Carrollton resident Deborah Garrett presented information about a new trolley service for Carrollton during the city council meeting Monday.

Council members were provided with information about how trolley operations might benefit and provide a connection for the area.

"It's amazing how many people come to Carroll County annually," Garrett said. She noted several guests stay near the hotels or at the General Butler park, but many visitors never know what other amenities the area offers because of the lack of transportation and distance to other locations.

A trolley might be able to help connect the dots between the interstate and downtown areas to provide a cohesive city for residents and guests alike, she said.

A Carrollton committee studied the trolley services offered in Radcliff, Ky., as a way to see how a trolley might benefit Carrollton. Radcliff uses the trolley service during special occasion events, as well as day-to-day stops at shopping centers and stores in town.

Radcliff purchased a trolley for around $22,000. With the help of volunteers, the operating costs for the trolley are minimal and allow residents and visitors to venture throughout town if they are without their own transportation, Garrett said.

"It was just a small amount of money to make such a large difference to their community," she said.

Throughout the summer months, a Carrollton trolley might be able to shuttle guests from hotels to the downtown shopping district or Point Park, Garrett said, or from the campground to area grocery stores. Senior citizens or other residents might be able to use the services to get to area stores or to doctor's appointments.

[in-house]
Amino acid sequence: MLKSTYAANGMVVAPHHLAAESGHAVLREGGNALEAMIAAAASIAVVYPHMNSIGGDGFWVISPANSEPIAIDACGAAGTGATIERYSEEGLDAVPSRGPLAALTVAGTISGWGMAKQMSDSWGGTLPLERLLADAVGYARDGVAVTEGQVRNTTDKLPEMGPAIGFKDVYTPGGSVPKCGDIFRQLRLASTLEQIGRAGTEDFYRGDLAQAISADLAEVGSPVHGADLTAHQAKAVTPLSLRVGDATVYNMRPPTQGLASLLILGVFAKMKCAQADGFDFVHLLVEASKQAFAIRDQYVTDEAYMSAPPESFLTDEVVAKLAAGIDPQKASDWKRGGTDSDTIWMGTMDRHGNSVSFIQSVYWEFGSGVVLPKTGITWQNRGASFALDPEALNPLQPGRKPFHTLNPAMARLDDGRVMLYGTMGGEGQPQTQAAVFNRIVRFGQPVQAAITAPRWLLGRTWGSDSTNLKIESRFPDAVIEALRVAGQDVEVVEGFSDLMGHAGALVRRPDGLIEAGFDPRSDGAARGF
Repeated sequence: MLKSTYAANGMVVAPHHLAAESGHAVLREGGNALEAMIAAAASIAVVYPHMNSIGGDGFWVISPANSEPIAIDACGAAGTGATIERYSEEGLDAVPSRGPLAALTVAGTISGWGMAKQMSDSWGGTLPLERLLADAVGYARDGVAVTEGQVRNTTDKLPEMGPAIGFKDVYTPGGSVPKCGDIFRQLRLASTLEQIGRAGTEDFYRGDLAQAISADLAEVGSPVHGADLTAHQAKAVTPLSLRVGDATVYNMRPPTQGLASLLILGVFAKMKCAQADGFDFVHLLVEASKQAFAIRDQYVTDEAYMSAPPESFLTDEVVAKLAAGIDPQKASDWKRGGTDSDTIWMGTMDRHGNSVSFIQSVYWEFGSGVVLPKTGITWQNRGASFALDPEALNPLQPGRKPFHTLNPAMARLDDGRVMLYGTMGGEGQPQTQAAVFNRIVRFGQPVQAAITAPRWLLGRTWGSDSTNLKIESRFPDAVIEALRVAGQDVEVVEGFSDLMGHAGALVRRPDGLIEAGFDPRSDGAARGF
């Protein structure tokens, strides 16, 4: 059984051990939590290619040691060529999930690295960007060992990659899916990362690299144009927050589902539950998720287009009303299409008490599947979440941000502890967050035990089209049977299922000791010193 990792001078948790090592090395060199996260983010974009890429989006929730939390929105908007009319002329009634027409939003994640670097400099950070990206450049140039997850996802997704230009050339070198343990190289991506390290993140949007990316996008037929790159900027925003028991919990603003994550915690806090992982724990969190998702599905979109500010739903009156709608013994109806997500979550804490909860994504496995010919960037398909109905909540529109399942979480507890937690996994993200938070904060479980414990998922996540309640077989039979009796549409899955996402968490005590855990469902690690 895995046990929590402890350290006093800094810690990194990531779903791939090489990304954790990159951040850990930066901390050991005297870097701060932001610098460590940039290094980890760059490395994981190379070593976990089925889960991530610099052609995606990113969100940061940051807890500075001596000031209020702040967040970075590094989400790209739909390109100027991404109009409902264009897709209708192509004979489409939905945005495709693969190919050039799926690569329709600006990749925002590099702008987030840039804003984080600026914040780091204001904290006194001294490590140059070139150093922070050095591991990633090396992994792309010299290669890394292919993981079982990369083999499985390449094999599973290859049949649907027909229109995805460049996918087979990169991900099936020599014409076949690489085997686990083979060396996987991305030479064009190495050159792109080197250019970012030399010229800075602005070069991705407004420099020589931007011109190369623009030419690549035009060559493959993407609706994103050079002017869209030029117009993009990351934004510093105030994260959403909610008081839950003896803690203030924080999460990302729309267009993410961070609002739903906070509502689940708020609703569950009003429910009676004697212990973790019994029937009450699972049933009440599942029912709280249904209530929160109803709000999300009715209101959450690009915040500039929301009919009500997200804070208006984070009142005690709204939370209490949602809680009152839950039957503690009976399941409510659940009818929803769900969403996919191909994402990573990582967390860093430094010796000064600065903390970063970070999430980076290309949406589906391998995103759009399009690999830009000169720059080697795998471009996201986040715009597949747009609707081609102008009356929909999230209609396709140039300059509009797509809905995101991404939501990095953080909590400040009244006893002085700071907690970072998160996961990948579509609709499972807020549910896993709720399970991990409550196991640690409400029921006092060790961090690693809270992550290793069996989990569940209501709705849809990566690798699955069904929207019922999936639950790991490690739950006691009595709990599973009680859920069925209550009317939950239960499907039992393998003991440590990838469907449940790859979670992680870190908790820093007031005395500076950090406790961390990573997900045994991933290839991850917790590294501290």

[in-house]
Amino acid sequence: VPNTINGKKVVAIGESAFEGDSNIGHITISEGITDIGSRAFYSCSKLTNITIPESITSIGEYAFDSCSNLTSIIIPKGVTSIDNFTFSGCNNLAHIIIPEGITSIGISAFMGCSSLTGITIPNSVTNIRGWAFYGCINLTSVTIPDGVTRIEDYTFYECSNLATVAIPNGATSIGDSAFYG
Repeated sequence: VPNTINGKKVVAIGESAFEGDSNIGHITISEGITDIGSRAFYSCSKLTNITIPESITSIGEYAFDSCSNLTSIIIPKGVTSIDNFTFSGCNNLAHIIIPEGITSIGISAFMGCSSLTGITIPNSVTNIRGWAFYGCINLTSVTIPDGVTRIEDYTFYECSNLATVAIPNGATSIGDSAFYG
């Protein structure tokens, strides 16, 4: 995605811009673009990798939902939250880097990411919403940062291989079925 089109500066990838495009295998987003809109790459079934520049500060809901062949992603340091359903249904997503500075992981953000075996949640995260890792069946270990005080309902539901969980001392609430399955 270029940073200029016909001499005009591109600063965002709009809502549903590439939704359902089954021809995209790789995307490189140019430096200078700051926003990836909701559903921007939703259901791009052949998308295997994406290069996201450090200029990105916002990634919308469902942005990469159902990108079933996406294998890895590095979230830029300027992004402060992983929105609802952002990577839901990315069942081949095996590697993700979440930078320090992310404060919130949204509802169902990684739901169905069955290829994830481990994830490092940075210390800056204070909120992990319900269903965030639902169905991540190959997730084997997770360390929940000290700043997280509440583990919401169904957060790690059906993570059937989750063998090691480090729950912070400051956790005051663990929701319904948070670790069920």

"There's so many options to operating a trolley," Garrett said. "The opportunities are endless."

Mayor Gene McMurry serves on the committee and noted the services might not be as expensive as first thought. He hopes to be able to improve the quality of life for residents by offering free trolley services throughout the city.

"I think we could keep the trolley busy," Garrett said.

No action was taken on the presentation during the meeting, but council member Robb Adams hopes to see more information from the committee as the conversation continues.

"I wouldn't mind to see more numbers," he said. He would like to see an annual operating budget for the proposed idea before voting one way or the other.

Council member Ann Deatherage agreed the trolley sounded like something that would be used by the citizens - as well as tourists.

"I can see a lot of advantages," she said.

 In other business:

• The council heard the second reading of ordinances amending the sewer and water rates for Carrollton Utilities. The sewer rates increase by 2 percent inside the city limits and 3 percent outside the city limits. Water rates increased 2 percent inside city limits and 3 percent outside city limits.

 • The council approved a resolution to authorize the mayor to enter into a year-long contract with G. Edward James to serve as the city's attorney. Council members also approved a resolution to enter into a contract with Raisor, Zapp & Woods for the 2012-2013 audit.

• McMurry told the council he had been approached by downtown businesses about possibly marking parking spaces on the sides of the street on Highland Avenue between Fifth and Sixth streets. Several businesses said out-of-town customers are passing up the available spaces.

"They don't know if it's a parking spot or not," McMurry said.

The council approved a resolution authorizing a study by the Kentucky Department of Transportation on striping parking spaces on Highland Avenue.

"It doesn't cost us anything," McMurry said of the state study. "It's no expense to us."

• Council members approved awarding sidewalk bids to Charlie Mac Construction of Owenton. The company submitted the lowest bid of $8,350 for the three sidewalk replacements in the downtown area.